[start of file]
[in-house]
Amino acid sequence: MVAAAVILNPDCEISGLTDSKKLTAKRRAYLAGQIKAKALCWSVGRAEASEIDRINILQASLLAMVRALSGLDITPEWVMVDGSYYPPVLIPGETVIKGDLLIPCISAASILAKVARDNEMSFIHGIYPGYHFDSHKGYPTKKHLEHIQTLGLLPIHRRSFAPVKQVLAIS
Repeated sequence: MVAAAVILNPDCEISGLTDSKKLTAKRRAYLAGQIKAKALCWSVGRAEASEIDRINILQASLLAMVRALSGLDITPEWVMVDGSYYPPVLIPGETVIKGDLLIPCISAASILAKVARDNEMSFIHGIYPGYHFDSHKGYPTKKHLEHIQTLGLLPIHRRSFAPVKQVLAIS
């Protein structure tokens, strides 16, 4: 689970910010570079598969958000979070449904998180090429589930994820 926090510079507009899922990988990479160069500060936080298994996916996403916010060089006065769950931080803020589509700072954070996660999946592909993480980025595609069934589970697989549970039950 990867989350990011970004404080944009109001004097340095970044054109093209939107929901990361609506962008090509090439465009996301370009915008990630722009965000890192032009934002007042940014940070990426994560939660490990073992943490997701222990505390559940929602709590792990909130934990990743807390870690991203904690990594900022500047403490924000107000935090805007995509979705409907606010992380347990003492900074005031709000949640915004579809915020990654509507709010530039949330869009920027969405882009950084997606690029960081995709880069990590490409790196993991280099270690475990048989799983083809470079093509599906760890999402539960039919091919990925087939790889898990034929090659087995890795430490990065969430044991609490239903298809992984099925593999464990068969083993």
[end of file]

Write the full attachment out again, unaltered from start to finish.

[in-house]
Amino acid sequence: MVAAAVILNPDCEISGLTDSKKLTAKRRAYLAGQIKAKALCWSVGRAEASEIDRINILQASLLAMVRALSGLDITPEWVMVDGSYYPPVLIPGETVIKGDLLIPCISAASILAKVARDNEMSFIHGIYPGYHFDSHKGYPTKKHLEHIQTLGLLPIHRRSFAPVKQVLAIS
Repeated sequence: MVAAAVILNPDCEISGLTDSKKLTAKRRAYLAGQIKAKALCWSVGRAEASEIDRINILQASLLAMVRALSGLDITPEWVMVDGSYYPPVLIPGETVIKGDLLIPCISAASILAKVARDNEMSFIHGIYPGYHFDSHKGYPTKKHLEHIQTLGLLPIHRRSFAPVKQVLAIS
């Protein structure tokens, strides 16, 4: 689970910010570079598969958000979070449904998180090429589930994820 926090510079507009899922990988990479160069500060936080298994996916996403916010060089006065769950931080803020589509700072954070996660999946592909993480980025595609069934589970697989549970039950 990867989350990011970004404080944009109001004097340095970044054109093209939107929901990361609506962008090509090439465009996301370009915008990630722009965000890192032009934002007042940014940070990426994560939660490990073992943490997701222990505390559940929602709590792990909130934990990743807390870690991203904690990594900022500047403490924000107000935090805007995509979705409907606010992380347990003492900074005031709000949640915004579809915020990654509507709010530039949330869009920027969405882009950084997606690029960081995709880069990590490409790196993991280099270690475990048989799983083809470079093509599906760890999402539960039919091919990925087939790889898990034929090659087995890795430490990065969430044991609490239903298809992984099925593999464990068969083993």